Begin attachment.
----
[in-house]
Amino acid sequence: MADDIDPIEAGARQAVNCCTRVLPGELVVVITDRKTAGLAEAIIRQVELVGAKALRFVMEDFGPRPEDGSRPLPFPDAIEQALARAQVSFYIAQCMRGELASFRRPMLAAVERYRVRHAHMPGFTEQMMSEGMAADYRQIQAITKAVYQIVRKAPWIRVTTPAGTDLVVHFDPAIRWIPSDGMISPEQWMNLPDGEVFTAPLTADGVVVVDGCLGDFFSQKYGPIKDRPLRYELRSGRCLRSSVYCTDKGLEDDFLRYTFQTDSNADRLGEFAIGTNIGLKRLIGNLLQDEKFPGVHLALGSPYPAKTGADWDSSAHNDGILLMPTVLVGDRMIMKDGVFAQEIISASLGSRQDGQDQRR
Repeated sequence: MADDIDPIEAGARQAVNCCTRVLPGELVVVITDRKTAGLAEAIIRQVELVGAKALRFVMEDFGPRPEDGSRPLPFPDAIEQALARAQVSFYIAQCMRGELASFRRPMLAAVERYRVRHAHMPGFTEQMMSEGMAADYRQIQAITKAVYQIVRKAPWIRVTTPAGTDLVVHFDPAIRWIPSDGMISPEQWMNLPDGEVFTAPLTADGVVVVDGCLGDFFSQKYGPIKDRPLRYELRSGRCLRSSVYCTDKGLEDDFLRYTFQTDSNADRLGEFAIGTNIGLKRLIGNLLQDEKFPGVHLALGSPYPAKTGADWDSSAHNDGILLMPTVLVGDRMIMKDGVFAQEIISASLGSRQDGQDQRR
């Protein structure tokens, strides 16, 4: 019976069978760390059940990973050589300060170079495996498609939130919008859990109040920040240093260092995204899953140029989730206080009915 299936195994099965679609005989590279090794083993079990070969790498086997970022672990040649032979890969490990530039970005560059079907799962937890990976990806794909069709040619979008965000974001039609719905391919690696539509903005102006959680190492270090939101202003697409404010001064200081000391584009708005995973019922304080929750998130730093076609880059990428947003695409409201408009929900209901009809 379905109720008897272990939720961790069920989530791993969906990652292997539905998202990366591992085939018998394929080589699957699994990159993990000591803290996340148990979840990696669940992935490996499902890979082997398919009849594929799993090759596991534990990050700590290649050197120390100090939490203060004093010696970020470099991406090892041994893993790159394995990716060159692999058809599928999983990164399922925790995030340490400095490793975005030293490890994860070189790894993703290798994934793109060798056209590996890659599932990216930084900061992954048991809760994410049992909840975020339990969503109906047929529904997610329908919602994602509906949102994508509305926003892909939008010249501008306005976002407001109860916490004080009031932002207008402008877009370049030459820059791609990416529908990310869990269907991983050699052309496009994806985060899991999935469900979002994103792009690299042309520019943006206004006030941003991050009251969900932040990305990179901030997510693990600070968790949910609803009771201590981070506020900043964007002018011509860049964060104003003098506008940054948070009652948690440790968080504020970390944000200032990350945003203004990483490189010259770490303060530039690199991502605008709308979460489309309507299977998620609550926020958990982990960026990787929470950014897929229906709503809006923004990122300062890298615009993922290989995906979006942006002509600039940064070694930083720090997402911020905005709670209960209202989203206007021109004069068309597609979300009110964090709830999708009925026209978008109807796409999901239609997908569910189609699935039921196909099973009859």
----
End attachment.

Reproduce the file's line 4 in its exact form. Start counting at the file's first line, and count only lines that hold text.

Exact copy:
């Protein structure tokens, strides 16, 4: 019976069978760390059940990973050589300060170079495996498609939130919008859990109040920040240093260092995204899953140029989730206080009915 299936195994099965679609005989590279090794083993079990070969790498086997970022672990040649032979890969490990530039970005560059079907799962937890990976990806794909069709040619979008965000974001039609719905391919690696539509903005102006959680190492270090939101202003697409404010001064200081000391584009708005995973019922304080929750998130730093076609880059990428947003695409409201408009929900209901009809 379905109720008897272990939720961790069920989530791993969906990652292997539905998202990366591992085939018998394929080589699957699994990159993990000591803290996340148990979840990696669940992935490996499902890979082997398919009849594929799993090759596991534990990050700590290649050197120390100090939490203060004093010696970020470099991406090892041994893993790159394995990716060159692999058809599928999983990164399922925790995030340490400095490793975005030293490890994860070189790894993703290798994934793109060798056209590996890659599932990216930084900061992954048991809760994410049992909840975020339990969503109906047929529904997610329908919602994602509906949102994508509305926003892909939008010249501008306005976002407001109860916490004080009031932002207008402008877009370049030459820059791609990416529908990310869990269907991983050699052309496009994806985060899991999935469900979002994103792009690299042309520019943006206004006030941003991050009251969900932040990305990179901030997510693990600070968790949910609803009771201590981070506020900043964007002018011509860049964060104003003098506008940054948070009652948690440790968080504020970390944000200032990350945003203004990483490189010259770490303060530039690199991502605008709308979460489309309507299977998620609550926020958990982990960026990787929470950014897929229906709503809006923004990122300062890298615009993922290989995906979006942006002509600039940064070694930083720090997402911020905005709670209960209202989203206007021109004069068309597609979300009110964090709830999708009925026209978008109807796409999901239609997908569910189609699935039921196909099973009859």